adaxial side of primordium. C, Nucellus (nuc) evident. D, Initiation of integument. E, All parts elaborated, the epimatium (ep)
now regarded as distinct from the ovule. Fig. 66, Development of the ovuliferous complex in Podocarpaceae with acropetal
origin of parts (this paper). A, Initiation of primordium of epimatium (ep). B, Ovule initiation on adaxial side of epimatium.
C, Ovule primordium (ov) evident on epimatium (ep). D, Initiation of integument. E, Integument (int) evident and delimiting
nucellus (nuc) from epimatium (ep). Fig. 67, Distribution of growth centers in the developing ovulate complex in Podocarpaceae
(cf. fig. 66). A, Bract (br) and epimatium (ep) distinct; stippling indicates region of possible intercalary growth common to bract
and epimatium. B, Initiation of ovule (ov) on adaxial surface of epimatium. C, Differentiation of integument (int) and nucellus
(nuc) within ovule. D, E, Further continued uniform enlargement of the complex; E' same as E but at a smaller scale. F, Region
of abaxial extension of epimatium, resulting in inversion of ovule. G, Later stage, with epimatium exceeding bract. H, Final
stage (at pollination) with only the micropyle of the ovule protruding beyond the enveloping epimatium. Later enlargement of
the seed may involve further growth in the hatched region. Different podocarps vary in the extent and timing of these growth
activities, producing very different end products.

odiaceae, where comparative study of the range presentlimited level of understandingis perhaps
of structurespresentedcan lead to the conclusion premature. If one accepts the common ground
that in development appendageprecedes axis in plan as a structuralbasis for understandingdi-
certaintaxa (Takasoand Tomlinson 1989, 1990, versity of podocarp cones, a profitable field for
1992) or that appendage(ovule) and axis (tooth) investigationis the variation in time of initiation
arederived from a common primordium(Takaso of growthprocesses.A hypotheticalseriesof stages
and Tomlinson 1989). of development of a single complex in median
A search for hypothetical homologies at our longitudinal section shows the initiation of the

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epimatium (ep.) in the axil of the bract (br.)with Explorationof the National GeographicSociety.
the futurepersistentmeristematicregionstippled Assistance in collectingwas provided by John E.
(fig. 67A). Subsequentdevelopment of the ovule Braggins,EwenK. Cameron,JackA. Rattenbury,
(ov., fig. 67B) and of the integument (int.) and all of the University of Auckland;Alison Shap-
nucellus (nuc.)proceedspriorto expansion of the cott, University of Tasmania; Chris J. Quinn,
basal region (fig. 67C). Subsequentenlargement University of New South Wales; Jean-Marie
involves activity of this basalmeristematicregion Veillon, ORSTOM, Noumea, New Caledonia;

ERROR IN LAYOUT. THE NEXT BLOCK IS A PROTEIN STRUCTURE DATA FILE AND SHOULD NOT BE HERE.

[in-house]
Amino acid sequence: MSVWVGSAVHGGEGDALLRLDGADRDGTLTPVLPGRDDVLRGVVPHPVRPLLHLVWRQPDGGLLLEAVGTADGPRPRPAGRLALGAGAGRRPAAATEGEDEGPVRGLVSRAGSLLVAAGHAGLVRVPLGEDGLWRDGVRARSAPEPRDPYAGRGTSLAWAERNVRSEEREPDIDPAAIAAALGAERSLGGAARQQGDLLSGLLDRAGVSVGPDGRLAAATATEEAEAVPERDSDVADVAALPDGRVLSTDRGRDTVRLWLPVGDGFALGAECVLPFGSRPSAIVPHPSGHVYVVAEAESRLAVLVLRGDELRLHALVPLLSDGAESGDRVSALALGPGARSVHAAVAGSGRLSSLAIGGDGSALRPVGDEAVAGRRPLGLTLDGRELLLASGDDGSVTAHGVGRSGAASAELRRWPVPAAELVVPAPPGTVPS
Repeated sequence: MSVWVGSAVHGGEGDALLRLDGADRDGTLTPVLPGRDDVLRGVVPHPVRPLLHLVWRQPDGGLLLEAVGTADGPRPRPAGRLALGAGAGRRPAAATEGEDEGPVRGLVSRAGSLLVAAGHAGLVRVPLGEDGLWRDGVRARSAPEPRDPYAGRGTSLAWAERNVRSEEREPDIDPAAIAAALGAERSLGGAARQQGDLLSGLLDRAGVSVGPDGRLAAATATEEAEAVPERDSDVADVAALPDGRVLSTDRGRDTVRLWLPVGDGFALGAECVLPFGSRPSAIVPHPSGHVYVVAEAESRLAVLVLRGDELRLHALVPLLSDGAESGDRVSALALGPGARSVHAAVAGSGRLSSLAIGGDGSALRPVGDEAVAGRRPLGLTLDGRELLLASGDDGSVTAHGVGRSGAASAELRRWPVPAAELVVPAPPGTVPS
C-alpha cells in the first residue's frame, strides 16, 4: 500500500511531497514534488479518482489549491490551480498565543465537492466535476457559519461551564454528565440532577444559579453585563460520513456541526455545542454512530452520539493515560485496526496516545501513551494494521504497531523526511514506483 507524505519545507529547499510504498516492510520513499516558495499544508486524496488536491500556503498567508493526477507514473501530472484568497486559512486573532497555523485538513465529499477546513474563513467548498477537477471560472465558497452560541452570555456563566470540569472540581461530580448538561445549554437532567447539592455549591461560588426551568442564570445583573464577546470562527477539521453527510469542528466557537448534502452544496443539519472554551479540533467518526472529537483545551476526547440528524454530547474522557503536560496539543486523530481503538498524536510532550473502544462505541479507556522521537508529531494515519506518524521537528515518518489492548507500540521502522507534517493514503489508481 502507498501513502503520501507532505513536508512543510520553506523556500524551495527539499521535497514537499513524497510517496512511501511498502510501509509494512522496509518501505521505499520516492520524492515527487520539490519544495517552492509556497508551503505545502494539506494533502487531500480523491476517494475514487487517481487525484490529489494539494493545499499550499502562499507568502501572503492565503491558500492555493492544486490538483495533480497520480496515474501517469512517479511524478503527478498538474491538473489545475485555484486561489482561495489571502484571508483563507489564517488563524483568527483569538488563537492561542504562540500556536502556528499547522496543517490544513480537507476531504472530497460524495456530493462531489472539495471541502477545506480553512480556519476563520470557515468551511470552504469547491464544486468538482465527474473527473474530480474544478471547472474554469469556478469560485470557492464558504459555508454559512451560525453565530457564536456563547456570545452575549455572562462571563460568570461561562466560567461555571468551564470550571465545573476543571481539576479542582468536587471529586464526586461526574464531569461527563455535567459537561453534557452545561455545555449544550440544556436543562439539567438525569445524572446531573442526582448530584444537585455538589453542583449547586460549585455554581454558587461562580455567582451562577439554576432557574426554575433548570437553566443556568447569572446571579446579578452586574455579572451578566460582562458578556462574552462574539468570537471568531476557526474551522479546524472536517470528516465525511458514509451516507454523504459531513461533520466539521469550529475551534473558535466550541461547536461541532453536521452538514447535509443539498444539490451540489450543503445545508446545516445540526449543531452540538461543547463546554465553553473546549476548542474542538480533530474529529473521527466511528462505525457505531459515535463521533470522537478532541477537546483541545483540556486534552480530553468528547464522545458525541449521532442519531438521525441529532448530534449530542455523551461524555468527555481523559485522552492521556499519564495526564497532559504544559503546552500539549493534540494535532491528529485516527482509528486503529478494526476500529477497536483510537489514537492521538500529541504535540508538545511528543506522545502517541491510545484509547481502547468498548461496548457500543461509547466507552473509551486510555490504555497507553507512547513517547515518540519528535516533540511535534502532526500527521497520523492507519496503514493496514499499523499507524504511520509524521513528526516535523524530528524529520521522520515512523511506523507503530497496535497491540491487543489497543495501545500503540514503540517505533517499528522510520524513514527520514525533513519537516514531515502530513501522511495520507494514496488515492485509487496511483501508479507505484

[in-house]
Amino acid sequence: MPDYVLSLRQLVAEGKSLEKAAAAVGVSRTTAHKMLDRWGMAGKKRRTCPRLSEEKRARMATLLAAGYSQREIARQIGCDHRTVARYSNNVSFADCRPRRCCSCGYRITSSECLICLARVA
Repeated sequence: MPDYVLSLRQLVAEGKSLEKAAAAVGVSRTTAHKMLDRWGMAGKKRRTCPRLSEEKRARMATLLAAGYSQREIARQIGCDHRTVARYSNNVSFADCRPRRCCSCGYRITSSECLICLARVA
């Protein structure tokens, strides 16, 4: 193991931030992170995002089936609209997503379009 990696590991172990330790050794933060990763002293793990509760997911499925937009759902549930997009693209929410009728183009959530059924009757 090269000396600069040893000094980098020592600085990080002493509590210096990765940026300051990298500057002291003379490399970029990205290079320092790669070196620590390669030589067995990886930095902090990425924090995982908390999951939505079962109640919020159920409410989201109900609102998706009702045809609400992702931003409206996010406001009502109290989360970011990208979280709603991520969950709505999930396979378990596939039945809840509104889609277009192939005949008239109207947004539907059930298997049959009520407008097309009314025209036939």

(fig. 67D-E) as well as the abaxial extension of and N. Kawakubo,Kagoshima University. Sax-
the epimatium (double arrowin fig. 67F, G). Ul- egothaea was collected from cultivated speci-
timately the micropylecomes to have the inverse mens in Irelandwith the help of Jim White, Uni-
orientation seen at the time of pollination (fig. versity College, Dublin. SEM assistance was
67H). Histological analysis of these stages will provided by Robin Pinto (Museum of Compar-
be reportedat a later date. ative Zoology, Harvard University) and by Jim
Walker and Erika Musante (University of Mas-
Acknowledgments sachusetts).TokushiroTakasoassistedwith SEM
Fieldwork in the South Pacific was supported techniques, and Ellen Moriartypreparedthe line
by a grantfrom the Committee on Researchand drawings.

Brown,R. 1827. Characterand descriptionof Kingia:a new Posluszny,U., M. G. Scott, and R. Sattler. 1980. Revisions
genus of plantsfound on the south-westcoast of New Hol- in the techniquesof epi-illuminationlight microscopyfor
land, with observationson the structureof its unimpreg- the study of floral and vegetative apices. Can. J. Bot. 58:
nated ovulum, and on the female flowerof Cycadeaeand 2491-2495.
Coniferae. Reprinted from Narrative of a survey of the Salmon, J. T. 1980. The native trees of New Zealand.A.
intertropicaland Western Coasts of Australiaperformed H. & W. Reed, Wellington.
between the years 1818 and 1822, CaptainPhilip P. King Singh,H. 1977. The embryologyof gymnosperms.Springer
R.N., F.R.S., F.L.S., vol. 2. London. Verlag,Berlin.
De Laubenfels,D. J. 1972. Flore de la Nouvelle Caledonie Stoffberg,E. 1991a. Morphologicaland ontogeneticstudies
et Dependances.Vol.4. Gymnospermes.MuseumNational on southern African podocarps. Shoot apex morphology
d'HistoireNaturelle,Paris. and ovuliferouscone initiation. Bot. J. Linn. Soc. 105:1-
. 1988. Coniferalesin Flora Malesiana.Ser. 1, vol. 19.
10(3). Nijhoff, The Hague. 1991b. Morphologicaland ontogenetic studies on